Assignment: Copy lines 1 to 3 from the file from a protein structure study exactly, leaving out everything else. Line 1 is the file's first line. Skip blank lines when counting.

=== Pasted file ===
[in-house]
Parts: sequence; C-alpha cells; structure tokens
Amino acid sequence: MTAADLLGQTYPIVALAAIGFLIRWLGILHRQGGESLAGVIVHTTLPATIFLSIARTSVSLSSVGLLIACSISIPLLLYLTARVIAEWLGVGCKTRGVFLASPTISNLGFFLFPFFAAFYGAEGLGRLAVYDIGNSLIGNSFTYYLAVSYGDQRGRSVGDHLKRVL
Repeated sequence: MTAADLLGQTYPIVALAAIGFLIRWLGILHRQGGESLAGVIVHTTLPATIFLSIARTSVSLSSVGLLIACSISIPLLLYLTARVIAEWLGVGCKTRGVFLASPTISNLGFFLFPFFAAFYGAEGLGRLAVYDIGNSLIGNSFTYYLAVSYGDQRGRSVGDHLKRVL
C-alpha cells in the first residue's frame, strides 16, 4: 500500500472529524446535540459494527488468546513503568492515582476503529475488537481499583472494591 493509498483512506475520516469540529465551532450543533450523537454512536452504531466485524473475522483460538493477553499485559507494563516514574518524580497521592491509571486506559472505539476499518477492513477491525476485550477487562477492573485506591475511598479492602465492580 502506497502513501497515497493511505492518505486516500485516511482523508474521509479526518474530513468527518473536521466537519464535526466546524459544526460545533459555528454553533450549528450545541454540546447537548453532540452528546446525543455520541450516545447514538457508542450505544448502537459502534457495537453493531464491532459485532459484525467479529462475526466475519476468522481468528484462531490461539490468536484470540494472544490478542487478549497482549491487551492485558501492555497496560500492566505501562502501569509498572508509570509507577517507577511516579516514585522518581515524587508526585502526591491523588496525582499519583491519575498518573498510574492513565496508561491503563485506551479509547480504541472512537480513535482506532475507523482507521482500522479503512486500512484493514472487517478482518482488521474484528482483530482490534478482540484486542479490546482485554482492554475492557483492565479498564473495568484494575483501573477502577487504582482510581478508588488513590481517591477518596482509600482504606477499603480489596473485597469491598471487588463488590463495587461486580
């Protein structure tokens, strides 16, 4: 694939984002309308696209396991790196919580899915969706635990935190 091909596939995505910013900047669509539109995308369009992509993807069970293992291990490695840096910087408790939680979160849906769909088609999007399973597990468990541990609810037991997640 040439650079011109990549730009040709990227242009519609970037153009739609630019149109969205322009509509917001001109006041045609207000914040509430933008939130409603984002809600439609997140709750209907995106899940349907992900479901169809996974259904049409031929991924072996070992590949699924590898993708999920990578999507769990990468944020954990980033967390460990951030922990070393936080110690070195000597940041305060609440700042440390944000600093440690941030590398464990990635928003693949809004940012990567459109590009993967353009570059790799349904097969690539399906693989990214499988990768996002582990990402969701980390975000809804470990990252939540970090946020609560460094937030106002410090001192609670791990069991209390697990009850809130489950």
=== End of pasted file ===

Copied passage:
[in-house]
Parts: sequence; C-alpha cells; structure tokens
Amino acid sequence: MTAADLLGQTYPIVALAAIGFLIRWLGILHRQGGESLAGVIVHTTLPATIFLSIARTSVSLSSVGLLIACSISIPLLLYLTARVIAEWLGVGCKTRGVFLASPTISNLGFFLFPFFAAFYGAEGLGRLAVYDIGNSLIGNSFTYYLAVSYGDQRGRSVGDHLKRVL